Mind Mapping and Language Education


Oh boy! Tighten your seat belts ladies and gents because why?! Because Hanna LOVES mind maps ?

I just loved mind maps as a kid in school. They were fun and got the creative juices flowing. At the time I thought it was just a fun thing to do and fill time but I never realised how much it actually helped me to learn.

Did you know that mind mapping is actually a science and can be used to teach all sorts of vocabulary and simplify grammar! Yes, you read that right. Mind mapping can help simplify grammar. Not only for your students but for you too. It is no secret that even teachers struggle with grammar sometimes.

Today I want to share that joy with you all.

Let’s start at the basics first.

  1. What on earth is a mind map?

According to wikipedia.org: “A mind map is a diagram used to visually organize information. A mind map is hierarchical and shows relationships among pieces of the whole.”

You know that picture with millions of little boxes connected with lines to other boxes that are then connected to one large box with the main topic in it… that’s a mind map. Think of a mind map as a tree, or a spider with many many legs.

A mind-map technique was created by Tony Buzan, the memory expert, and is actually a representation of how our brain processes and recalls information. I think that’s pretty cool!

  1. Preparing
Mind Mapping and Language Education

Before creating a mindmap, it’s important to prepare the information you want to learn. What is the topic? What are the core things related to that topic and then the small details associated with it?

All in all, what is it that you need to learn and remember? What references and associations are there?

  1. How do I make a mind map?

The most important thing to consider when creating a mind map is to keep it super simple. Mind maps are short and simple keywords and phrases and colours. You have to make your mind map memorable, that’s the whole point. Right?

Now you can design and create your own mind-blowing mind maps with amazing digital software.

It is not uncommon for businesses and corporations to use mind mapping in their team collaborations. In fact, it is the new trend in massive corporations. It saves time and streamlines time work by making the team more efficient. Ever heard of Realtimeboard? Check them out here: Realtimeboard.com

My personal favourtie is: Mindmeister.com

Mind Mapping and Language Education

I promise you won’t regret checking this one out, especially since their maps are designed for teaching vocabulary and grammar. They have even written an article on it! See here.

  1. When to use mind maps

What is the basis of learning a language? Vocabulary, right? Without it, there will be no language development. Building vocabulary can be extremely overwhelming and intimidating to the student. To be honest, there is no real simple way to learn vocabulary and simple speech or text.

Think about how students are learning vocabulary today? The traditional school method was always 3 columns of text. The 1st is the new language, 2nd was phonics and 3rd was the 2nd language being learned. However, this isn’t the best technique, at least not since mind maps were created in the ’70s. This format is boring, monotonous and no associations or connections are being made from 3 columns. In fact, the words list just keeps growing making it feel like a mountain on students’ shoulders.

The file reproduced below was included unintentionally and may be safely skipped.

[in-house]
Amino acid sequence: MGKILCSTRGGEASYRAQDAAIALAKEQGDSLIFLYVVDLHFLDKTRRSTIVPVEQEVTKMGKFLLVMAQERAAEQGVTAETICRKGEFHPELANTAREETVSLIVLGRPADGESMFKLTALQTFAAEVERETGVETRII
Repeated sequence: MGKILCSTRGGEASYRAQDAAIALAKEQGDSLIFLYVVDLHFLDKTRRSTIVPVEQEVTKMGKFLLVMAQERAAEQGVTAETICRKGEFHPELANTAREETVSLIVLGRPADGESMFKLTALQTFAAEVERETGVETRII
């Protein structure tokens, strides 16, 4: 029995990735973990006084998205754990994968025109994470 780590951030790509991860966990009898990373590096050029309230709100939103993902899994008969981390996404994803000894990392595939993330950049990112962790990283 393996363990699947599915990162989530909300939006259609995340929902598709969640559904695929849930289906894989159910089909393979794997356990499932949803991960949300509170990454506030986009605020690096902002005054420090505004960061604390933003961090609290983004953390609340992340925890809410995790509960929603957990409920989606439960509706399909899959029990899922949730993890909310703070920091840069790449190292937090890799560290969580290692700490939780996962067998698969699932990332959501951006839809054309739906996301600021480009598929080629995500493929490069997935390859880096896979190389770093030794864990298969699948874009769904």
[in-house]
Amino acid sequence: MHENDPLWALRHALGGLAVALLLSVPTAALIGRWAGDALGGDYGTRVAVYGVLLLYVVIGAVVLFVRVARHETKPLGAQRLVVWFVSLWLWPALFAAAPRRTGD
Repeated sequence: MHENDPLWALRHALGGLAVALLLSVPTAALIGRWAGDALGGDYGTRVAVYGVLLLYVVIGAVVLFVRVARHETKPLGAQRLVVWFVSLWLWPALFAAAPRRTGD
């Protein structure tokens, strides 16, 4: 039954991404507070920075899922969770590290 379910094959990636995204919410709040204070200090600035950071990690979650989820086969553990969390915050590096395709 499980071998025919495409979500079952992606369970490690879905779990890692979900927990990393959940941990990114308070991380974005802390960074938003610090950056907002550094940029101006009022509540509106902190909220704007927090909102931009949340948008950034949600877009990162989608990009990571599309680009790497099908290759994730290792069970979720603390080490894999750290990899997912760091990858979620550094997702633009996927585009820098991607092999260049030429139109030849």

Sometimes in a live class, it can be impossible to keep up with the lecturer meaning there is no time to write down word for word what the lecturer is saying. You will fall behind and miss critical information. Rather use a mind map and note down the key aspects of the topic being addressed. When you use a form of mind mapping to take notes it makes it much easier to recall the information as it is broken up into smaller more significant little chunks.

Apart from taking notes, if you plan correctly and in advance, you can use mind mapping as a tool for so many different aspects.

  1. Studying for exams, especially if you have little time to prepare.
  2. Planning Essays and the information you want to convey.
  3. Writing storylines.
  4. Creative thinking and inspiration.
  5. Problem-solving.
  6. Group studies when cramming for school or work.
  7. Public speaking and speeches.
  8. Job interviews.
  9. Presentations.

At the end of the day mind maps are proven to mental triggers as we connect the dots during our natural thought and information recall process thus it is only natural to memorise and learn the same way our brain operates.

  1. Why are mind maps better?

This is the awesome part! It’s just a much more practical and hands-on approach to learning. When I think of word associations, my favourite is collocations. Can you picture them in a mind map? I bet you can!  It would be so easy to add new words and build the perfect map which flows the way our brains do! The information is clean and not cluttered. We make associations with colours and content words.

Each mind map can be themed and keep them in a file so that they are easy to find. You can even keep them in alphabetical order for your convenience.

English vocabulary — Food and Beverage

  1. Food.
  2. Fruits.
  3. Dinks.

English Vocabulary

  1. Farm Animals — pigs, goats, cows.
  2. House Animals — dogs, cats, birds.

Mind maps aren’t only for school kids. It is suitable and flexible for people of all ages in various fields. The sky is the limit. Mind maps can be a little daunting at first but you should try it and apply it to your classes, whether it’s writing, vocabulary, grammar, presentations, IELTS exams.

Here are some resources which I have found helpful and interesting: «Using mind maps develop writingching» and «Mind maps language learning». Did you know there was a mind mapping study done in Russia?

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